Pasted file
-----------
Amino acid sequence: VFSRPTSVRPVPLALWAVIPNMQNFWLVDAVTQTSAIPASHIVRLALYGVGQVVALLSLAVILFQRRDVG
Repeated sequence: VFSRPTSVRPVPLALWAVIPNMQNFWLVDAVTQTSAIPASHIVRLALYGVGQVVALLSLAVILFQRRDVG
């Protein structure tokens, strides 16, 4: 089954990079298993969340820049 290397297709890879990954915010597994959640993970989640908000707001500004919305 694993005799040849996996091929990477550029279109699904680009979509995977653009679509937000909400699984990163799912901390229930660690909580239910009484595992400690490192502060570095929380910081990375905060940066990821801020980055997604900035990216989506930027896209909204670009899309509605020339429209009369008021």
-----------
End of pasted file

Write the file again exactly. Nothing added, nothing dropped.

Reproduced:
Amino acid sequence: VFSRPTSVRPVPLALWAVIPNMQNFWLVDAVTQTSAIPASHIVRLALYGVGQVVALLSLAVILFQRRDVG
Repeated sequence: VFSRPTSVRPVPLALWAVIPNMQNFWLVDAVTQTSAIPASHIVRLALYGVGQVVALLSLAVILFQRRDVG
């Protein structure tokens, strides 16, 4: 089954990079298993969340820049 290397297709890879990954915010597994959640993970989640908000707001500004919305 694993005799040849996996091929990477550029279109699904680009979509995977653009679509937000909400699984990163799912901390229930660690909580239910009484595992400690490192502060570095929380910081990375905060940066990821801020980055997604900035990216989506930027896209909204670009899309509605020339429209009369008021």